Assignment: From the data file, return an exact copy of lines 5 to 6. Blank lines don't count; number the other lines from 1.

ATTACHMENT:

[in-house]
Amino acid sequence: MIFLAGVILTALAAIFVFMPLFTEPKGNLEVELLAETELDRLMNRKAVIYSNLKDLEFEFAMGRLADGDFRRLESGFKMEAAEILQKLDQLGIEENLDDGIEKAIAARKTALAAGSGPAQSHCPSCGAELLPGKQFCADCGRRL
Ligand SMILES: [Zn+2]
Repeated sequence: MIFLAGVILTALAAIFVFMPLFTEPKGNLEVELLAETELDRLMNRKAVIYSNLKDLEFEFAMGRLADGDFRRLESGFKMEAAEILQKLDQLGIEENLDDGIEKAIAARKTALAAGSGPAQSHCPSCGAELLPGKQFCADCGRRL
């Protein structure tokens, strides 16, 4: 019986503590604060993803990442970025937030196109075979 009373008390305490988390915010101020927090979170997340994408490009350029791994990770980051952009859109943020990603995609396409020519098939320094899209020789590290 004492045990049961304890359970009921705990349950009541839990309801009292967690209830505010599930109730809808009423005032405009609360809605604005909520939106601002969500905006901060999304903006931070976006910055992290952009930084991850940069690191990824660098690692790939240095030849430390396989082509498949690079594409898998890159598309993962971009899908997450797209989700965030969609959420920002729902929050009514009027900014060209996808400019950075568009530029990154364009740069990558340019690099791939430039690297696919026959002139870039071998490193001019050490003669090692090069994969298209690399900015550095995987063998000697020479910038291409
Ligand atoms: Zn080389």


């Protein structure tokens, strides 16, 4: 019986503590604060993803990442970025937030196109075979 009373008390305490988390915010101020927090979170997340994408490009350029791994990770980051952009859109943020990603995609396409020519098939320094899209020789590290 004492045990049961304890359970009921705990349950009541839990309801009292967690209830505010599930109730809808009423005032405009609360809605604005909520939106601002969500905006901060999304903006931070976006910055992290952009930084991850940069690191990824660098690692790939240095030849430390396989082509498949690079594409898998890159598309993962971009899908997450797209989700965030969609959420920002729902929050009514009027900014060209996808400019950075568009530029990154364009740069990558340019690099791939430039690297696919026959002139870039071998490193001019050490003669090692090069994969298209690399900015550095995987063998000697020479910038291409
Ligand atoms: Zn080389």